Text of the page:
Posted January 4th, 2019.
By Hallie Busta
Less than two months after a lawsuit alleged a “21st-century Animal House” culture in one academic department, Dartmouth College on Thursday announced plans for an external review of all academic departments, the creation of a single sexual misconduct policy and the expansion of its Title IX office, among other initiatives aiming to create “a learning environment free from sexual harassment and the abuse of power.”
The Campus Climate and Culture Initiative (C3I), as the efforts are collectively known, is based on a recent report on the impact of sexual harassment in higher education. City College of New York Grove School of Engineering Dean Gilda Barabino will chair the committee leading the effort. Barabino also was on the report’s task force.
C3I was in the works prior to an October 2017 sexual misconduct investigation into the allegations outlined in the subsequent lawsuit, the university explained on a website dedicated to the effort, noting that the sexual harassment scandal gave it momentum.
Dartmouth did not share the results of the 2017 inquiry, but the lawsuit revealed allegations that three tenured male professors coerced several women into participating in a sexualized culture to avoid losing out on academic and career opportunities. In their lawsuit, the women allege the university mishandled their complaints. The lawsuit seeks $70 million in damages.
In a statement emailed to Education Dive, Deborah Marcuse, partner at Sanford Heisler Sharp and counsel to the seven women plaintiffs, said while they support the college’s effort to change its policies, it “continues in its failure to acknowledge or accept responsibility for the damage its long history of inaction has caused.” Marcuse added that “until Dartmouth commits to making the women whose ‘courage’ [Dartmouth] President Hanlon claims to ‘admire’ full partners in crafting and implementing reforms, each new ‘comprehensive initiative’ will continue to miss the mark.”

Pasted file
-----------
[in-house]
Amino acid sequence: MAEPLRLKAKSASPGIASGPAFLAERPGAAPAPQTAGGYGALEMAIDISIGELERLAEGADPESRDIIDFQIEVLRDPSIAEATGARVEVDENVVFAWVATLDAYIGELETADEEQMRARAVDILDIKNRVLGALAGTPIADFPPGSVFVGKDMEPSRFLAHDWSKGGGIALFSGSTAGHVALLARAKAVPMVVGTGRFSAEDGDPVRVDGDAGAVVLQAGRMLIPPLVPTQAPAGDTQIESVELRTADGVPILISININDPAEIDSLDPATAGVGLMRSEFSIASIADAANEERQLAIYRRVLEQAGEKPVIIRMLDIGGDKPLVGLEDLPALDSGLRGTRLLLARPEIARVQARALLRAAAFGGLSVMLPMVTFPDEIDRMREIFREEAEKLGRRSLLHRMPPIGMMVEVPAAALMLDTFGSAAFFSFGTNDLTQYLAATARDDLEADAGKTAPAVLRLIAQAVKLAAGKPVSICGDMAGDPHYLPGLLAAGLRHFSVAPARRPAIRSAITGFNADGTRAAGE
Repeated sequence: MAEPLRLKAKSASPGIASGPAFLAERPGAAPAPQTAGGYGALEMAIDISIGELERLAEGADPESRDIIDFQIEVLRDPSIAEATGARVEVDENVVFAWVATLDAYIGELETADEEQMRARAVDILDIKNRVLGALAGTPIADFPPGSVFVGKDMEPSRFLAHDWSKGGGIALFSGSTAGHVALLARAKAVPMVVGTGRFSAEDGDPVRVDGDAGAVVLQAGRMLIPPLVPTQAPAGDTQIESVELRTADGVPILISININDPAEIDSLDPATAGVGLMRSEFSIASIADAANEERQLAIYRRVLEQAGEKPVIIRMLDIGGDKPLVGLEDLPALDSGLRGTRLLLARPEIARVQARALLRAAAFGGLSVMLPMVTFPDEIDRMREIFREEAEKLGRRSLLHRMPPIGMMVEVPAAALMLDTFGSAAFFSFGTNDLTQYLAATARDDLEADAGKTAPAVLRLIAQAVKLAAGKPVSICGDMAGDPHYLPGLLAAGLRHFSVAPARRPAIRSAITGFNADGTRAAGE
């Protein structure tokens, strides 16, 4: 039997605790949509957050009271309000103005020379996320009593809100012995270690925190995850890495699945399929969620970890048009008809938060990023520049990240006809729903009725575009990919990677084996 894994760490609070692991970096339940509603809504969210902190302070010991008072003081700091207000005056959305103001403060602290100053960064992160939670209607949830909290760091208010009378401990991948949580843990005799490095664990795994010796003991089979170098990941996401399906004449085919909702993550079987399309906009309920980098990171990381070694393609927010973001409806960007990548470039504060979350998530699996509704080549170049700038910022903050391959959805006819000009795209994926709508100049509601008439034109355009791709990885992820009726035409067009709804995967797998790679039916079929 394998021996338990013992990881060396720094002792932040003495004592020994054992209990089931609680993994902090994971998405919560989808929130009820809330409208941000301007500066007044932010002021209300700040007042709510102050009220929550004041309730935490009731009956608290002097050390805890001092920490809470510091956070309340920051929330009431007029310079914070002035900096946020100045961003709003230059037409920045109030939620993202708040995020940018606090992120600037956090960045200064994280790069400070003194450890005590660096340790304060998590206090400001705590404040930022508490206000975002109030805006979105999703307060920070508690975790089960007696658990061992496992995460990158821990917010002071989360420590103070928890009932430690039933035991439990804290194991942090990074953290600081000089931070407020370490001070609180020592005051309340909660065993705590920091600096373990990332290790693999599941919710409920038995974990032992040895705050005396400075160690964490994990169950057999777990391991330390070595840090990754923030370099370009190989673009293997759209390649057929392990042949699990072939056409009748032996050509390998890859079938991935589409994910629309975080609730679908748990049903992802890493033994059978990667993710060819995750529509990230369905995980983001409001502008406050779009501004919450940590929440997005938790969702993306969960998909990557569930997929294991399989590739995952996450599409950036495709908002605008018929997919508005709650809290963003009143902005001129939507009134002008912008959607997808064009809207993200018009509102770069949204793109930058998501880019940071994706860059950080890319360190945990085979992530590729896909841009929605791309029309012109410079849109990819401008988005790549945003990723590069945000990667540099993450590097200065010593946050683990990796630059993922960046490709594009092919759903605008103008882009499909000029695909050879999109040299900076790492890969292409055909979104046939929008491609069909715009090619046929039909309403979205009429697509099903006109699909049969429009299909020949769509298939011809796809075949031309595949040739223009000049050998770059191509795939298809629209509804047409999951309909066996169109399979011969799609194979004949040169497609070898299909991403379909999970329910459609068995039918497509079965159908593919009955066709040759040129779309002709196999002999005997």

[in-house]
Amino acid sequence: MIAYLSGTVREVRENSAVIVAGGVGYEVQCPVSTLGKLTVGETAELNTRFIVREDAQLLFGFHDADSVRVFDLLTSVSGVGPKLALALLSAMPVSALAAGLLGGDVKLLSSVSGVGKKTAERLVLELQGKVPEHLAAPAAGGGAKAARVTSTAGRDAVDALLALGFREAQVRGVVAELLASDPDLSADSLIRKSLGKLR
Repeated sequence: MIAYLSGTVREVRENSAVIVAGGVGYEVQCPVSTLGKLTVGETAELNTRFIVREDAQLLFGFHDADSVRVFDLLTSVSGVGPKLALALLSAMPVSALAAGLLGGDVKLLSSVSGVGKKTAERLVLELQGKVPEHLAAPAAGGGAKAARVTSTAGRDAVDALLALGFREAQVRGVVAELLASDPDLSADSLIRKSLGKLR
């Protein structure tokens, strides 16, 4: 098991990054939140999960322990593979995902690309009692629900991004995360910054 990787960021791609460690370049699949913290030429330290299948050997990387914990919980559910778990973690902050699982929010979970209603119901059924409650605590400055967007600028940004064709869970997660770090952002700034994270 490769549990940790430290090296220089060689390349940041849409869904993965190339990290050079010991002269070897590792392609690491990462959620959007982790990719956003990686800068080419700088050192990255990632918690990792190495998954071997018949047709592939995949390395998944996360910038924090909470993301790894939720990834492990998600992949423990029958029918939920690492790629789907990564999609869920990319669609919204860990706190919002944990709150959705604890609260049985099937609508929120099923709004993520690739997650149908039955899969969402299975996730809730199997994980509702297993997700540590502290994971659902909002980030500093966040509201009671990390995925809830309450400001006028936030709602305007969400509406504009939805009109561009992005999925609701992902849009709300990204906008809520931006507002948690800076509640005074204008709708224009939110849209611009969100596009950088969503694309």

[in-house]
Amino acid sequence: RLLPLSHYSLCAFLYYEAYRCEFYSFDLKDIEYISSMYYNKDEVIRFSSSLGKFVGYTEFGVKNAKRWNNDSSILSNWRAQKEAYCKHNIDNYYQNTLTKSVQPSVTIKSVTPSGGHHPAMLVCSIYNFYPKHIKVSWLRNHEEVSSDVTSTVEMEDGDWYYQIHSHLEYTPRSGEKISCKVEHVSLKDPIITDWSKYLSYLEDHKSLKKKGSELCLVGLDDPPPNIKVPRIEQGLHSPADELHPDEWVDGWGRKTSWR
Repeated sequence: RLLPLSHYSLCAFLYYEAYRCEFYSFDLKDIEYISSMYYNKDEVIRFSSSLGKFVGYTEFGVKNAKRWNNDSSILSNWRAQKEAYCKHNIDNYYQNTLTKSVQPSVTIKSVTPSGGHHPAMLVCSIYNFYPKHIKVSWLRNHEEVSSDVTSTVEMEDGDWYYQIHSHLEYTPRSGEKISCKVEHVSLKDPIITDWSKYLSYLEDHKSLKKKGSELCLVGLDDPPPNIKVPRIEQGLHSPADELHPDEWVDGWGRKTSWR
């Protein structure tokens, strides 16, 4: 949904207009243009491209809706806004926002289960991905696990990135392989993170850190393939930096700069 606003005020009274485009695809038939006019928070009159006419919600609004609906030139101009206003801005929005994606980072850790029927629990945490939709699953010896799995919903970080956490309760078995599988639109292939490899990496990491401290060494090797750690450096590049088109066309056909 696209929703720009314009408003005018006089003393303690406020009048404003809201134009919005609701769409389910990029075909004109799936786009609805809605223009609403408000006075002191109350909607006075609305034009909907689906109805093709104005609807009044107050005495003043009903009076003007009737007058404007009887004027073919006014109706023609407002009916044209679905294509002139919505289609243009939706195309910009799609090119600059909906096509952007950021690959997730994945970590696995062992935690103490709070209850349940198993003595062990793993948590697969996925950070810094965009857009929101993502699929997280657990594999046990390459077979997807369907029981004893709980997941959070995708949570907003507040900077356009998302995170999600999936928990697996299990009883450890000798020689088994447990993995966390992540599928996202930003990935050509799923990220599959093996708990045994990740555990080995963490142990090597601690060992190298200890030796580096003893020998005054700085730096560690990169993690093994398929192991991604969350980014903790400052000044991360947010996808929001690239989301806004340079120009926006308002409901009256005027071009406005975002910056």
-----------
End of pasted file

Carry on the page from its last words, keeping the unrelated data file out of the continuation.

Several colleges and universities have faced lawsuits in recent years stemming from allegations that they ignored or failed to properly address complaints of sexual harassment among students, faculty and staff. In 2016 and 2017 alone, 22 public universities and systems shelled out more than $10.5 million across 59 such settlements, The Wall Street Journal reported. Those settlements aim to eliminate or reduce public attention on the matter, and in some cases gave accused faculty and administrators the opportunity for a quiet exit, according to The Journal.
Yet momentum is building around demands for universities to address the issue head-on. One researcher at Michigan State University is keeping a list of substantiated cases of sexual misconduct in higher ed, numbering more than 700. Although the earliest date from 1917, most occurred from the early 2000s to the present. The presence of such a list adds permanence to issues many colleges would rather hide from view.
A 2015 report from the Association of American Universities revealed one in four female undergraduates has experienced sexual assault or misconduct, and that many didn’t report because they “did not think anything would be done about it.” The survey’s findings spurred institutions to change policies and staff up their Title IX offices, The Chronicle of Higher Education reported.
The extent to which colleges are to be held accountable has been cause for uncertainty in recent years, and the Education Department’s new proposed rules on sexual misconduct have further complicated the matter. The rules would narrow the definition of sexual harassment and raise the standard determining whether an institution needs to intervene, loosening Obama-era guidance but applying the force of law.
However, several questions remain, Education Dive reported last month, including how harassment that happens off-campus and online would be handled, and how transparent religious institutions would need to be about claiming exemptions.